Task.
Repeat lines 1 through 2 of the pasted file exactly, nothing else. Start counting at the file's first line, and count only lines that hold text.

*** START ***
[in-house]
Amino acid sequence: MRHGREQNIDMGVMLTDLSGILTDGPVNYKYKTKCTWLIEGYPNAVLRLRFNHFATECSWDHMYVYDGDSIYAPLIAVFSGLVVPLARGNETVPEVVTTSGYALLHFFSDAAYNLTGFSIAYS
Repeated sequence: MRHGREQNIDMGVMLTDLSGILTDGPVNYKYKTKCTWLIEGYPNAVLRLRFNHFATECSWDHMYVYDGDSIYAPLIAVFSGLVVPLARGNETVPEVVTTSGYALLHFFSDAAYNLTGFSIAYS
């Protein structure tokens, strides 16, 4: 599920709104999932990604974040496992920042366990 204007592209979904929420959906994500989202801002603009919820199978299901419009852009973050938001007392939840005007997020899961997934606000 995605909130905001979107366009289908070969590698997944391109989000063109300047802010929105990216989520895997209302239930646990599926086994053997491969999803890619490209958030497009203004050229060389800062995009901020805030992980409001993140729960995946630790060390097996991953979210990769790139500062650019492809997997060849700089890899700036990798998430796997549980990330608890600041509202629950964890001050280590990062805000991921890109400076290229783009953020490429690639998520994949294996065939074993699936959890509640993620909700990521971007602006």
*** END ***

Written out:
[in-house]
Amino acid sequence: MRHGREQNIDMGVMLTDLSGILTDGPVNYKYKTKCTWLIEGYPNAVLRLRFNHFATECSWDHMYVYDGDSIYAPLIAVFSGLVVPLARGNETVPEVVTTSGYALLHFFSDAAYNLTGFSIAYS